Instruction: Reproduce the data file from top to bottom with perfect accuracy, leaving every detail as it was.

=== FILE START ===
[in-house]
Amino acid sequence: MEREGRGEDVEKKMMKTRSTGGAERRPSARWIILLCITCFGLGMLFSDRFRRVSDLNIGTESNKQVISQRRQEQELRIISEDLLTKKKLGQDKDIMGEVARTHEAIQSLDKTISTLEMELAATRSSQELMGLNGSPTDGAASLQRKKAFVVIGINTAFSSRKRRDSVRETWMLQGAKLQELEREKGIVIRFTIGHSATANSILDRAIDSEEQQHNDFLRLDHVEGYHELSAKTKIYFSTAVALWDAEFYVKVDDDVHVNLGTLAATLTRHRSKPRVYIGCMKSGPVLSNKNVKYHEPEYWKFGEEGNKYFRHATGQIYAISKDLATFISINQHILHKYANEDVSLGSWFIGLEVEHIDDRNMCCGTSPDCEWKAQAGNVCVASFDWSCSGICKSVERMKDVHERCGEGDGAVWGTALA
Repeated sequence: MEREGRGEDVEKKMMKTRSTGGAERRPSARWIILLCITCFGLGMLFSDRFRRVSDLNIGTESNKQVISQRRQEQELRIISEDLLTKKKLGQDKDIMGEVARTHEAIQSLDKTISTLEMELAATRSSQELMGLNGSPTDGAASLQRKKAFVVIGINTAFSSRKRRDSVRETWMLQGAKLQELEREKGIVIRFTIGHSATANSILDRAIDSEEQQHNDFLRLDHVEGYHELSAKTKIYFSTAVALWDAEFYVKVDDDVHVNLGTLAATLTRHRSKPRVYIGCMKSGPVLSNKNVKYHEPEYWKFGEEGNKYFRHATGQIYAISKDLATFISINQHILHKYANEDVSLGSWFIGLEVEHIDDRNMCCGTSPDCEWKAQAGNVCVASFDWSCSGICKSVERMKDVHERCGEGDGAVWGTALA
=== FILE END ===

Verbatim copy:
[in-house]
Amino acid sequence: MEREGRGEDVEKKMMKTRSTGGAERRPSARWIILLCITCFGLGMLFSDRFRRVSDLNIGTESNKQVISQRRQEQELRIISEDLLTKKKLGQDKDIMGEVARTHEAIQSLDKTISTLEMELAATRSSQELMGLNGSPTDGAASLQRKKAFVVIGINTAFSSRKRRDSVRETWMLQGAKLQELEREKGIVIRFTIGHSATANSILDRAIDSEEQQHNDFLRLDHVEGYHELSAKTKIYFSTAVALWDAEFYVKVDDDVHVNLGTLAATLTRHRSKPRVYIGCMKSGPVLSNKNVKYHEPEYWKFGEEGNKYFRHATGQIYAISKDLATFISINQHILHKYANEDVSLGSWFIGLEVEHIDDRNMCCGTSPDCEWKAQAGNVCVASFDWSCSGICKSVERMKDVHERCGEGDGAVWGTALA
Repeated sequence: MEREGRGEDVEKKMMKTRSTGGAERRPSARWIILLCITCFGLGMLFSDRFRRVSDLNIGTESNKQVISQRRQEQELRIISEDLLTKKKLGQDKDIMGEVARTHEAIQSLDKTISTLEMELAATRSSQELMGLNGSPTDGAASLQRKKAFVVIGINTAFSSRKRRDSVRETWMLQGAKLQELEREKGIVIRFTIGHSATANSILDRAIDSEEQQHNDFLRLDHVEGYHELSAKTKIYFSTAVALWDAEFYVKVDDDVHVNLGTLAATLTRHRSKPRVYIGCMKSGPVLSNKNVKYHEPEYWKFGEEGNKYFRHATGQIYAISKDLATFISINQHILHKYANEDVSLGSWFIGLEVEHIDDRNMCCGTSPDCEWKAQAGNVCVASFDWSCSGICKSVERMKDVHERCGEGDGAVWGTALA